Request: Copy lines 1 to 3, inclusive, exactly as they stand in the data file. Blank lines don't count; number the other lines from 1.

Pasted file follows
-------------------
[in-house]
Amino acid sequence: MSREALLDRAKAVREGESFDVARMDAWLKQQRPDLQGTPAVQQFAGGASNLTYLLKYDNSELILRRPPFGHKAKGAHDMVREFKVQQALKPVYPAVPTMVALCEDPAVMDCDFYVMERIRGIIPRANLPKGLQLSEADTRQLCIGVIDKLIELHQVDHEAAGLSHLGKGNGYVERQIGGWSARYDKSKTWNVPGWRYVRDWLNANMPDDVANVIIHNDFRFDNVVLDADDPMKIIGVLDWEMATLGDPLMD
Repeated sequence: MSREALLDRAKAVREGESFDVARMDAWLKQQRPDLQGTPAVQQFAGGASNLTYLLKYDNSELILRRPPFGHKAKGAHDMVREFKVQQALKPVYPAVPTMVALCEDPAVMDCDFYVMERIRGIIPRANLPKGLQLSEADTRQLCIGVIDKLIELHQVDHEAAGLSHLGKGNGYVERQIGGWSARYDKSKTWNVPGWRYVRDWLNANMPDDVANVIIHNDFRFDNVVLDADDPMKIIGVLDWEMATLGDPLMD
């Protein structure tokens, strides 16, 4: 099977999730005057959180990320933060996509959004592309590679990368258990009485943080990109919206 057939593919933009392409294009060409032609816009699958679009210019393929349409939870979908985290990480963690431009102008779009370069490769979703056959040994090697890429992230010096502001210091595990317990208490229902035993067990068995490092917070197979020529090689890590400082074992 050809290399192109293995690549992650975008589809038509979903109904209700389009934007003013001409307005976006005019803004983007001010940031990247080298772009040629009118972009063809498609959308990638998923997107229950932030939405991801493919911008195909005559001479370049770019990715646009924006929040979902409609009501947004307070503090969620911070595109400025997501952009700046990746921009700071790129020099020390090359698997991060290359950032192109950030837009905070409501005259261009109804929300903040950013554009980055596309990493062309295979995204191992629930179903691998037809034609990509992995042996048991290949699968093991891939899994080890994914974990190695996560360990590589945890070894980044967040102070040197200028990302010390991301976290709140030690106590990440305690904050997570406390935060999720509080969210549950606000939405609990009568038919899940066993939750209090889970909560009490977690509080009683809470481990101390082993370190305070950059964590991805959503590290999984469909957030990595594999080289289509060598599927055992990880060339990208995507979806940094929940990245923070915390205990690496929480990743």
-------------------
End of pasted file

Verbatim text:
[in-house]
Amino acid sequence: MSREALLDRAKAVREGESFDVARMDAWLKQQRPDLQGTPAVQQFAGGASNLTYLLKYDNSELILRRPPFGHKAKGAHDMVREFKVQQALKPVYPAVPTMVALCEDPAVMDCDFYVMERIRGIIPRANLPKGLQLSEADTRQLCIGVIDKLIELHQVDHEAAGLSHLGKGNGYVERQIGGWSARYDKSKTWNVPGWRYVRDWLNANMPDDVANVIIHNDFRFDNVVLDADDPMKIIGVLDWEMATLGDPLMD
Repeated sequence: MSREALLDRAKAVREGESFDVARMDAWLKQQRPDLQGTPAVQQFAGGASNLTYLLKYDNSELILRRPPFGHKAKGAHDMVREFKVQQALKPVYPAVPTMVALCEDPAVMDCDFYVMERIRGIIPRANLPKGLQLSEADTRQLCIGVIDKLIELHQVDHEAAGLSHLGKGNGYVERQIGGWSARYDKSKTWNVPGWRYVRDWLNANMPDDVANVIIHNDFRFDNVVLDADDPMKIIGVLDWEMATLGDPLMD